A second aspect is connected to existing resources for a specific young carers’ project. This includes those aspects which are necessary as input for a successful implementation and maintenance of a project. The following points are understood as such in the context of young carers’ projects:
- Material resources – primarily financial funding to initiate and maintain support programmes
- In Austria, subsidies for financing young carers’ projects are possible by means of the Care Fund which may also provide financial resources for innovative projects1
- Human resources – full-time vs volunteer work, number of employees and their professional skills
- Organizational resources, including the question of potential linkage and cooperation with other institutions
- Social resources in terms of awareness and the willingness to help within society
Interventions form the fundamental ideas of activities within young carers’ projects. Further, in the framework for the model they are depicted as immediate activities in terms of practical relevance and implementation.
In this context, the individual family background of each child and adolescent needs to be considered for evaluation. Focusing on young carers, support programmes aim at
- evaluating the need for support
- enabling being “just a kid”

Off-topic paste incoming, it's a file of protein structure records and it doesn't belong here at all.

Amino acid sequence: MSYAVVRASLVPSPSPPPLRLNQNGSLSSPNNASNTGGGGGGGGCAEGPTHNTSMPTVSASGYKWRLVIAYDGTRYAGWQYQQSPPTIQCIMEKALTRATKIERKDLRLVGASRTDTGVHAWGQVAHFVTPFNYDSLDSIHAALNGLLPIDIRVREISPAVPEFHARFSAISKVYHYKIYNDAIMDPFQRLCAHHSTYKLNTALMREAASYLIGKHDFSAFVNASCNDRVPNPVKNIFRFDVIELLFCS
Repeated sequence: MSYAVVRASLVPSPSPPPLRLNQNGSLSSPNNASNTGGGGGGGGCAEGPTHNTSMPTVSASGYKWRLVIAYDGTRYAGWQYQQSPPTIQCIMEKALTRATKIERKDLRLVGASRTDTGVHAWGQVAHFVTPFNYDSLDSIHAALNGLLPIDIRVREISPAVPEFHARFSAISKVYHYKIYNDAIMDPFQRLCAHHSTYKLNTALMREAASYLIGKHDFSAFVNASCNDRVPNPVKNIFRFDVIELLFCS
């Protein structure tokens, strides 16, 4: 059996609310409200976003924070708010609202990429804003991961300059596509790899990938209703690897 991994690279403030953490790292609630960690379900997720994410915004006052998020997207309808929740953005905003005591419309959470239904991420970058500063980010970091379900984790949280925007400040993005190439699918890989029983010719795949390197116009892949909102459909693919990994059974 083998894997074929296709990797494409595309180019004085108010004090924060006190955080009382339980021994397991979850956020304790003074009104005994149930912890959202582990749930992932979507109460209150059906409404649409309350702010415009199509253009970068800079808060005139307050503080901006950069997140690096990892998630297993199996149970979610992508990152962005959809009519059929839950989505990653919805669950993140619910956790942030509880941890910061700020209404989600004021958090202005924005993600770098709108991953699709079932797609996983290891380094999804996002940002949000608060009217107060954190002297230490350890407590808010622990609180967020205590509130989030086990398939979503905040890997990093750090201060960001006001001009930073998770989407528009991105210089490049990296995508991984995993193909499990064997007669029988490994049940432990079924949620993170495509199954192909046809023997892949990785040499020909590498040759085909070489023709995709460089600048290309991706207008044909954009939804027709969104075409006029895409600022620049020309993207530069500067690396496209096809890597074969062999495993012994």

- stimulating exchange between like-minded peers
- offering adequate information and counselling
- disclosing potential resources
- as well as at physical relief.
The core issue in the context of appropriate planning of immediate activities consists in assessing the particular need for support of young carers. This specifically refers to the direct implementation of a suitable assessment instrument. Established tools for example on the one hand include “Multidimensional Assessment of Caring Activities” (MACA-YC20) which is used to identify specific needs and the particular degree of involvement in family care. On the other hand, the supplementary questionnaire “Positive and Negative Outcomes of Caring” (PANOC-YC20) is utilised in order to determine consequences on performed caring activities (Joseph/Becker/ Becker 2009).
Various leisure activities such as clubs, camps or spending time together, are core elements of most young carers’ projects, and aim towards young carers having time for themselves and being able to be “just a kid”. Furthermore, within the context of conversation rounds among peer groups, they give young carers the opportunity to exchange views with children and adolescents in similar situations.
Adequate information and counselling possibilities have to be offered in order to meet the need for information. In particular, this includes websites, information material and sessions, counselling hours, family group conference, service hotlines and telephone group-consultancy which support young carers in achieving their objectives across organisations and group-specifically.
In order to reduce children’s and adolescents’ caring activities, steps have to be taken so as to disclose environmental and social resources. Support opportunities within the private as well as the professional sector can be revealed by means of a family group conference, or counselling and information service. Further, they can assist young carers in nursing activities, depending on the desired degree of involvement.
Activities which unburden young carers with regards to physically demanding caring activities are also of importance. Direct instructions within the domestic sphere but also external counselling units such as videos can convey physiologically appropriate ways of working to young carers and may initiate physical relief.